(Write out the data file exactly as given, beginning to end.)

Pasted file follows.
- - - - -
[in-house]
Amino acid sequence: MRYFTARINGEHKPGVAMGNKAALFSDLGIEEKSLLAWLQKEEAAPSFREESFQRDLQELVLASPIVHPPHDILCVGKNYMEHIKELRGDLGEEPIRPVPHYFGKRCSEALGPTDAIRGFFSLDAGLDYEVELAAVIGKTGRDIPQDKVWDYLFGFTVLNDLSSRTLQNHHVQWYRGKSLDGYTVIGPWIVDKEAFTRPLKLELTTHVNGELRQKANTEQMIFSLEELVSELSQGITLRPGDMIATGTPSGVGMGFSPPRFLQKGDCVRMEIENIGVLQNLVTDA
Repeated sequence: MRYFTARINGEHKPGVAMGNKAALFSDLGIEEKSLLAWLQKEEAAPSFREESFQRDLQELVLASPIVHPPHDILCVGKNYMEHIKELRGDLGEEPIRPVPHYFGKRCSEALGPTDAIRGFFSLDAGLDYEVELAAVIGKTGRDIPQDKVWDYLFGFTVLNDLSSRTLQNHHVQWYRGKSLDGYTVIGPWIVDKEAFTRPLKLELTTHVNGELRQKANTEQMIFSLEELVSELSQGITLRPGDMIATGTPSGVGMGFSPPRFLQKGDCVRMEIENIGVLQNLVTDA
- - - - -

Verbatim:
[in-house]
Amino acid sequence: MRYFTARINGEHKPGVAMGNKAALFSDLGIEEKSLLAWLQKEEAAPSFREESFQRDLQELVLASPIVHPPHDILCVGKNYMEHIKELRGDLGEEPIRPVPHYFGKRCSEALGPTDAIRGFFSLDAGLDYEVELAAVIGKTGRDIPQDKVWDYLFGFTVLNDLSSRTLQNHHVQWYRGKSLDGYTVIGPWIVDKEAFTRPLKLELTTHVNGELRQKANTEQMIFSLEELVSELSQGITLRPGDMIATGTPSGVGMGFSPPRFLQKGDCVRMEIENIGVLQNLVTDA
Repeated sequence: MRYFTARINGEHKPGVAMGNKAALFSDLGIEEKSLLAWLQKEEAAPSFREESFQRDLQELVLASPIVHPPHDILCVGKNYMEHIKELRGDLGEEPIRPVPHYFGKRCSEALGPTDAIRGFFSLDAGLDYEVELAAVIGKTGRDIPQDKVWDYLFGFTVLNDLSSRTLQNHHVQWYRGKSLDGYTVIGPWIVDKEAFTRPLKLELTTHVNGELRQKANTEQMIFSLEELVSELSQGITLRPGDMIATGTPSGVGMGFSPPRFLQKGDCVRMEIENIGVLQNLVTDA